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May 10, 2016

Department Stores Face Rising Competition

by Jharonne Martis.

They were once rulers of the retail kingdom, but these days department store chains are closing stores, spinning off real estate and cutting jobs. The big players will be reporting earnings in the next couple of weeks, with the first one scheduled to report being Macy’s (M.N) on May 11. Revenue and earnings growth for Q1 are expected to decline by -4.6% and -42.9%, respectively.

We can expect to hear these reasons for Q1 weakness: the strong dollar is affecting earnings and tourist traffic at home. Other negative factors expected to be cited: a weak retail environment, online competition and market store saturation for big box retailers. Macy’s talked about the importance of investing in omni-channel strategies, which keep evolving because “the customer today wants personalization, not necessarily in store but online” (Source: Karen Hoguet, CFO, Macy’s, Inc., 4/27/16, StreetEvents).

Bearish analyst reports

According to StarMine, this might not be the end of the bad news. The bulk of the department stores score in the bottom tertile on the Analyst Revisions Model (ARM), which means analysts polled by Thomson Reuters are bearish on these retailers, and are lowering their earnings estimates for the quarter – with the exception of JC Penney (JCP.N) and Bon Ton.  JC Penney has stepped up its merchandise offering, helping the company regain its core shopper, while lowering SG&A expenses. In its last earnings call, JC Penney said it’s benefiting from its home, Sephora, and footwear segments. The retailer plans to open 60 more stores-within-a-store in 2016.

Exhibit 1: StarMine Analysts Revisions Model (ARM) Scores

dept1

Source: Eikon

Comeback from near-death

 Although JC Penney has risen anew, analysts have become bearish on the retailer since last week. StarMine data suggest that JC Penney is on track to post a negative earnings surprise for the first quarter of 2016, with the StarMine Smart Estimate falling below the consensus earnings forecast and creating a Predicted Surprise of -11%. This suggests that the company is very likely to miss earnings estimates.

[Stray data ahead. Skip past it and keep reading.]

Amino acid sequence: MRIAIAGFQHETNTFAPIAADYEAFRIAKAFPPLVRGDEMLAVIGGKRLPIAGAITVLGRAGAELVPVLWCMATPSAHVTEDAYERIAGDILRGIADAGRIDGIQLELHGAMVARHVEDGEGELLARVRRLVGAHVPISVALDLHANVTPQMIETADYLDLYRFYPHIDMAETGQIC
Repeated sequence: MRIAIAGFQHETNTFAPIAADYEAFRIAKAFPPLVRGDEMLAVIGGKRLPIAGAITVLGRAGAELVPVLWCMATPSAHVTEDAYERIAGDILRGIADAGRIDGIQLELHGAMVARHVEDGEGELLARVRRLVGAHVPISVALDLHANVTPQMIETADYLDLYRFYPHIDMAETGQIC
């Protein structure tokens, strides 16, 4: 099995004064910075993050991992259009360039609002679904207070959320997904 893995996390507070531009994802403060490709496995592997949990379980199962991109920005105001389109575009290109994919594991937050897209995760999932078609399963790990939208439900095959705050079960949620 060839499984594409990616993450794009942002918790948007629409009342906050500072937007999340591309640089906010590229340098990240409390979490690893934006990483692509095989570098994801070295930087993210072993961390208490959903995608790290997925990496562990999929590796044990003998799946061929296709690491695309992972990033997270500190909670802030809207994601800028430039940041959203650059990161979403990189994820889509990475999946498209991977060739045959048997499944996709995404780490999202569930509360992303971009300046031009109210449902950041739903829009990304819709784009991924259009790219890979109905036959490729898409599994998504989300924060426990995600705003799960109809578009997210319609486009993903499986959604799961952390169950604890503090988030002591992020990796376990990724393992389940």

Stocks trend lower

The bulk of these retailers score a 17, or lower, on the Price Momentum Model (PriceMo) suggesting price stock momentum is very negative, and the stock price is likely to continue to decline.

Exhibit 2: StarMine Price Momentum Model (PriceMo) Scores

dept2

Source: Eikon

Cheap for a reason

What’s more, these department stores stock prices appear cheap on a relative value basis, where almost all of them score in the top quartile of the StarMine Relative Valuation model (Exhibit 3).

Macy’s is in the top percentile of both the StarMine Intrinsic and Relative valuation models, suggesting that its stock looks cheap. It is currently trading at $37.65, with a negative market implied growth rate of -0.6%. However, StarMine’s Intrinsic Valuation model thinks it should be trading closer to $74.74. But watch out, the stock may be cheap for a reason.

Exhibit 3: StarMine Relative Valuation (RV) Scores

dept3

Source: Eikon

Spring slowdown

In general, mall traffic slows down after the holidays, going into spring. However, department store traffic was weaker than usual during this first quarter. As a result, earnings, revenue growth rates and Same Store Sales are expected to be negative for the quarter.

Exhibit 4: Dept Store EPS, Revenue Growth Rates % and SSS Estimates for Q1

dept4

Source: I/B/E/S data

Credit worries

To determine which department stores may be in danger of default in 2016, we looked at our StarMine Combined Credit Risk model, the most comprehensive StarMine credit model. Several department stores, including JC Penney and Sears (SHLD.O), had been in the riskiest quartile of all retailers likely to default in the United States for some time now. Macy’s just recently joined this list of weak performers, with a score of 25. Seven out of nine stores rank in the bottom of the StarMine Combined Credit Risk (CCR) model score. These scores correspond to implied credit ratings of BB+ or worse, suggesting these stores are not financially stable.  For example, Macy’s has a score of 25 corresponding to a BB+ implied credit rating, according to the StarMine Combined Credit Risk Model.

Exhibit 5: StarMine Combined Credit Risk Model Scores – Department Stores

dept5

Source: Eikon

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